On this possession, James plays Anthony straight up, so when Anthony starts to drive baseline, James stays in front of him and stops his drive.


When the Heat abandon the defensive scheme and allow James to play Anthony one-on-one, James beats him to the spot and forces him to cross over back to his left.


Anthony ends up forcing a contested 3-pointer. Now, part of this is great defense by LeBron, but look at the shot clock. After his initial attempt to drive, Anthony doesn’t explore any other options. He just shoots a 3. On this possession, not only did James’s defense slow down Anthony, but Anthony also settled for a tough shot with 17 seconds left to find a better opportunity.

James also made an effort to keep the ball out of Anthony’s hands in the fourth quarter.


Here, J.R. Smith is trying to pass to Anthony at the elbow, but James fronts Anthony to make Smith’s pass more difficult.


Smith dribbles to the wing to create a better angle for the pass, but James stays in front of Anthony. Meanwhile, time is melting off the shot clock.


Eventually, Smith lobs the ball over James. Anthony catches the ball in the corner with five seconds left on the shot clock. Anthony shoots a contested 3 and misses.

In the fourth quarter, Anthony had five isolation possessions and scored five points. On four of those possessions, Anthony shot three 3-pointers and a long 2. He made one of the 3s, but it was contested. Instead of forcing Anthony baseline, the Heat stayed in front of Anthony, prevented his drives, and let him shoot himself out of rhythm.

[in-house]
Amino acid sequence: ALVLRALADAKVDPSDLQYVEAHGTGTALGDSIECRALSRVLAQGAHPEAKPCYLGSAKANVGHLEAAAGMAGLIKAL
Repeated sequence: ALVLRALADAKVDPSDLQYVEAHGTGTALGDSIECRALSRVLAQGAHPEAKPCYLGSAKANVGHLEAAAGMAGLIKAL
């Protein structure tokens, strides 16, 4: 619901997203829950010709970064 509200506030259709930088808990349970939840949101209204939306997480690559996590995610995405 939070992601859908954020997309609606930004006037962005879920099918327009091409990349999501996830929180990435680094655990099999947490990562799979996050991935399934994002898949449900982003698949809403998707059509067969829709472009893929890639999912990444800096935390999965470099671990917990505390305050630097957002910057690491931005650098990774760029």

Another factor in Anthony’s less-productive fourth quarter was the change in play calling. In the first three quarters, Anthony isolation plays started with other movement. For example, Anthony would set a back screen or get a pin-down screen, then pop out to the wing to catch the ball and go one-on-one. These simple actions like working off screens make it easier for Anthony to isolate. In the fourth quarter, that movement vanished. Instead, Anthony brought the ball up and just looked to score. That, or he just stood at the elbow and waited for a pass. That made Anthony’s job much more difficult. When Woodson was coach of the Atlanta Hawks, his team had a similar problem with the offense becoming stagnant late in games.

If the Knicks and the Heat end up playing each other in the playoffs, it will be interesting to see how Miami coach Erik Spoelstra decides to defend Anthony. The help scheme he devised for Sunday’s game can work, but the team needs to execute it consistently. Spoelstra must decide if he wants to risk giving Anthony layups if the scheme breaks down, or if he just wants Miami’s wing defenders like James and Battier to guard Anthony straight up. For Woodson’s Knicks, isolation is their game, and they will probably ride that in the playoffs. But to be more effective late in games they must initiate the isolation offense with screens and ball movement. If they just let Anthony stand at the elbow and wait for the basketball to go one-on-five, they won’t stand a chance against Miami or any of their other likely first-round playoff opponents.

Filed Under: Miami Heat, New York Knicks, Sebastian Pruiti, Total Breakdown